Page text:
Landlords Must Install Window Guards in Certain Units
February 15, 2019 Posted in Landlord/Tenant Law Share
Helping You Understand New York Landlord Tenant Law
In New York, residential landlords have a number of variable obligations that can change depending on the particularities of the tenant’s living situation and the layout of the building itself — among these is the requirement to install windows guards. As a landlord, your failure to do so could expose you to significant civil liability.
Let’s explore the basics.
Understanding the Law Surrounding Window Guard Installation
In New York City, residential landlords with buildings featuring three (3) or more apartment units must install window guards (that satisfy the standards imposed by law) in those units where the tenant is living with a child who is 10 years old or younger. Every window in the unit, with the exception of fire escapes, must be fitted with a window guard. All common area windows must also be outfitted with window guards.
In addition to providing window guards, residential landlords have a continuing obligation to provide all of their tenants in qualifying units a window guard notice when tenants begin renting with the landlord, as well as for each subsequent year that the tenants rent with the landlord. This notice must be distributed to tenants within the first thirty (30) days of the lease term, and assists tenants in determining whether to have window guards installed. The tenants must respond honestly and accurately as to whether a child (10 years old or younger) is living with them so that the landlord can install window guards, as necessary.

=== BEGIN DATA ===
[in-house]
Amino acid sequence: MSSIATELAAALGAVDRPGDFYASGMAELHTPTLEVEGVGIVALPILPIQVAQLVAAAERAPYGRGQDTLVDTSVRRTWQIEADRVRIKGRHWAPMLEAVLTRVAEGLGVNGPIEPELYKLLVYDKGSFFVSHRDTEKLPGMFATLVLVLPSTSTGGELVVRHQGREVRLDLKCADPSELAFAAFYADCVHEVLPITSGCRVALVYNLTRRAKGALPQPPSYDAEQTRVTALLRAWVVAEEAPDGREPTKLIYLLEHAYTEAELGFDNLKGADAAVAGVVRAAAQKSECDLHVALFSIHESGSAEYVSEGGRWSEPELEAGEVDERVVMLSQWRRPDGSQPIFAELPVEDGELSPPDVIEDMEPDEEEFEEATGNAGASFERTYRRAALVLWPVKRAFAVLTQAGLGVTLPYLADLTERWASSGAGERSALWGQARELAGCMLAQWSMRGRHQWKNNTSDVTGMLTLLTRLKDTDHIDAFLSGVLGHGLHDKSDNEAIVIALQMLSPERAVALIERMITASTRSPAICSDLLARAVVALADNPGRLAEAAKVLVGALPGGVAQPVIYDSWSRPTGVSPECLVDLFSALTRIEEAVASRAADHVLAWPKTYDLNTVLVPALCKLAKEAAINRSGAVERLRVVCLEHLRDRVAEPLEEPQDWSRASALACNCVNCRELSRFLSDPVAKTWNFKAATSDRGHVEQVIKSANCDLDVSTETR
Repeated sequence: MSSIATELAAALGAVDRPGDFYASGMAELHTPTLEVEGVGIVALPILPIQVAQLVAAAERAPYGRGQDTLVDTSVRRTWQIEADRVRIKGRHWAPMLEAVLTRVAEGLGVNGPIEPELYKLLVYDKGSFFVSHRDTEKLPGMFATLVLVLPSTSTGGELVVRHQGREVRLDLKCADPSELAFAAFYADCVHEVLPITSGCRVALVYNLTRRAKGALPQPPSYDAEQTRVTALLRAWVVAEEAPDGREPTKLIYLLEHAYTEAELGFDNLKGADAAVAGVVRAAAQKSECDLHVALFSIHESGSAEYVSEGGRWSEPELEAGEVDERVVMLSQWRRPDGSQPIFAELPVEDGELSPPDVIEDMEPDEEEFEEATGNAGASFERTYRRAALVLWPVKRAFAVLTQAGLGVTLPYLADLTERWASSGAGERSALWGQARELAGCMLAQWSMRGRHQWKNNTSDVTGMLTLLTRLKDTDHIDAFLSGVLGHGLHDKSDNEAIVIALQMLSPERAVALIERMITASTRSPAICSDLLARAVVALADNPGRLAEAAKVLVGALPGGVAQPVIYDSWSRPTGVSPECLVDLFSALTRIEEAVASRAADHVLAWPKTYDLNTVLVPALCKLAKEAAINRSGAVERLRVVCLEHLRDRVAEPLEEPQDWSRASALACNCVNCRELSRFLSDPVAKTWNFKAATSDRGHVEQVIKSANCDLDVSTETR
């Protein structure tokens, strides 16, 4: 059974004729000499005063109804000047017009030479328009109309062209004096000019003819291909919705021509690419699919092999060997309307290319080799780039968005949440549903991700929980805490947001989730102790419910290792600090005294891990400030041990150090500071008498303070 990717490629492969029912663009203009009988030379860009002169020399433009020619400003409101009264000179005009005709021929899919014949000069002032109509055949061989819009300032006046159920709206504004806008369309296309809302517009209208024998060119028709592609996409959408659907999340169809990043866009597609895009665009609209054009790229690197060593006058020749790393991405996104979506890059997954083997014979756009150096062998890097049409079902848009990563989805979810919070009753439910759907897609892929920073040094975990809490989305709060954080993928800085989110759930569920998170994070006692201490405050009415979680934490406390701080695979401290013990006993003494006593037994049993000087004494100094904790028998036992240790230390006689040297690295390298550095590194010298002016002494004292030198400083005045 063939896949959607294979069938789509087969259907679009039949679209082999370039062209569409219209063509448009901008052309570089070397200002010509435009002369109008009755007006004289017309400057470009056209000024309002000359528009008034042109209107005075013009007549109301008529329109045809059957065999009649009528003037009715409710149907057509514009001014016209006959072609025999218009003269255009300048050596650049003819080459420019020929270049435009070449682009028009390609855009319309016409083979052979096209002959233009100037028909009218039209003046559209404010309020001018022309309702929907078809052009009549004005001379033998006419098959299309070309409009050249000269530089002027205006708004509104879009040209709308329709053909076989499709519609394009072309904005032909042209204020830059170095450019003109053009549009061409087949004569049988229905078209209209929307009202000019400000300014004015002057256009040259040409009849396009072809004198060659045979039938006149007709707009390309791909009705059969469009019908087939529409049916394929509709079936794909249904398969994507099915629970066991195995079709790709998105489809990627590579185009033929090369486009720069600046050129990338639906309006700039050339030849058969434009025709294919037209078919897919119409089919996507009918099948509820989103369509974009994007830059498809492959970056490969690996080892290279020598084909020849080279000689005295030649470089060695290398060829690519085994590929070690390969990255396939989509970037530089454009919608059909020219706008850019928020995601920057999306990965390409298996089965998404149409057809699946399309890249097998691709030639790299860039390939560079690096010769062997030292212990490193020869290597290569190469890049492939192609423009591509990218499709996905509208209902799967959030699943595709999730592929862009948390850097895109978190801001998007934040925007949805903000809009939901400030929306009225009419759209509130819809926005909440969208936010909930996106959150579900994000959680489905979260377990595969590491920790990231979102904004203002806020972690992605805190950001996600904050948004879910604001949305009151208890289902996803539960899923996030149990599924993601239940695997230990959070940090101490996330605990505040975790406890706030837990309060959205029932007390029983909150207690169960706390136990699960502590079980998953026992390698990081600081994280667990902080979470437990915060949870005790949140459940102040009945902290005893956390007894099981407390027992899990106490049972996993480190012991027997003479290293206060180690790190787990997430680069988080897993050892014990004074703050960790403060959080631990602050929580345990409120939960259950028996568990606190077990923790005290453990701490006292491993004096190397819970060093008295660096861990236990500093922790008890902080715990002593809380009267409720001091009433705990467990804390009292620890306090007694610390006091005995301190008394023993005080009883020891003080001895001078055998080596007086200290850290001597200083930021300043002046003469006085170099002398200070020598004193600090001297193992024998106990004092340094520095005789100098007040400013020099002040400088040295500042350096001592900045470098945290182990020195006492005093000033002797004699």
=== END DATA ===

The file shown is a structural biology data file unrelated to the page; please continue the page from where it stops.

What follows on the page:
It’s worth noting that, even if a tenant is not living with a child (who is 10 years old or younger), he or she may request the installation of window guards and the landlord must honor the request.
Common Defenses to Lack of a Window Guard
Tenant Did Not Notify Landlord
If a tenant fails to notify the landlord of the presence of a child who is 10 years of age or younger, or who does not submit a clear request to the landlord of their desire to have window guards installed by February 15 of each year, then the Landlord must perform an inspection of the premises to determine whether a child who is 10 years of age or younger lives there. If the inspection does suggest that a child 10 and under does live at the premises, then the landlord must determine whether there are properly installed window guards. If the tenant refuses to allow the landlord to perform an inspection, then the landlord must notify the Department of Health and Mental Hygiene and document its attempts at contacting the tenant. If the tenant refuses to allow the landlord to install window guards, the landlord may report the tenant online. See New York City Health Code, Sec. 131.15.
Tenant Modified or Removed Window Guard
By law, the tenant is prohibited from modifying or removing a window guard that has been installed by the Landlord pursuant to the legal requirements listed above. Modification or removal by the tenant may shield the landlord from liability.
Contact an Attorney Experienced in Handling Matters Involving New York Landlord Tenant Law
Here at Griffin Alexander, P.C., our attorneys have decades of experience representing the interests of residential landlords in landlord-tenant disputes, including those that involve a failure to install adequate window guards in qualifying units. We have extensively litigated claims relating to New York landlord tenant law, and are well-positioned to navigate the complexities of such disputes.
Ready to learn more about how we can help? We encourage you to call (973) 366-1188 or request an appointment online. We will evaluate your case and work with you to determine the ideal next steps.
The information in this Client Alert is provided solely for information purposes. It should not be construed as legal advice on any specific matter and is not intended to create an attorney-client relationship. The information provided herein may not be applicable in all situations and should not be acted upon without specific legal advice based upon particular circumstances. Each legal matter is unique, and prior results do not guarantee a similar outcome.
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